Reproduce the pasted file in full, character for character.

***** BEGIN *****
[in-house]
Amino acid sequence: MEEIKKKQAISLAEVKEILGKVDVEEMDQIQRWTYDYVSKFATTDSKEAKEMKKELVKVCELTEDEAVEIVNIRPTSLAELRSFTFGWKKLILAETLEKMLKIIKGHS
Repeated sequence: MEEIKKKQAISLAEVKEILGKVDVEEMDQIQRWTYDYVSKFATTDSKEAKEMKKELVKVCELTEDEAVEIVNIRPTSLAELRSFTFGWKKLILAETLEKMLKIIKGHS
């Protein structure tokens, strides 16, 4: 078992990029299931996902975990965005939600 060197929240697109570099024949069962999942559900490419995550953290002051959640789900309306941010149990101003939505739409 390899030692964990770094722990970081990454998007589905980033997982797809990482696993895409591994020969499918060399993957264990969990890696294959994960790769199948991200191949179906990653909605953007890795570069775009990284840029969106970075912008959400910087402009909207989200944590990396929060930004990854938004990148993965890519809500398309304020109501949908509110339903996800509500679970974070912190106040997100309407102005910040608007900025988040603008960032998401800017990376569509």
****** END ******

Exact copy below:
[in-house]
Amino acid sequence: MEEIKKKQAISLAEVKEILGKVDVEEMDQIQRWTYDYVSKFATTDSKEAKEMKKELVKVCELTEDEAVEIVNIRPTSLAELRSFTFGWKKLILAETLEKMLKIIKGHS
Repeated sequence: MEEIKKKQAISLAEVKEILGKVDVEEMDQIQRWTYDYVSKFATTDSKEAKEMKKELVKVCELTEDEAVEIVNIRPTSLAELRSFTFGWKKLILAETLEKMLKIIKGHS
């Protein structure tokens, strides 16, 4: 078992990029299931996902975990965005939600 060197929240697109570099024949069962999942559900490419995550953290002051959640789900309306941010149990101003939505739409 390899030692964990770094722990970081990454998007589905980033997982797809990482696993895409591994020969499918060399993957264990969990890696294959994960790769199948991200191949179906990653909605953007890795570069775009990284840029969106970075912008959400910087402009909207989200944590990396929060930004990854938004990148993965890519809500398309304020109501949908509110339903996800509500679970974070912190106040997100309407102005910040608007900025988040603008960032998401800017990376569509």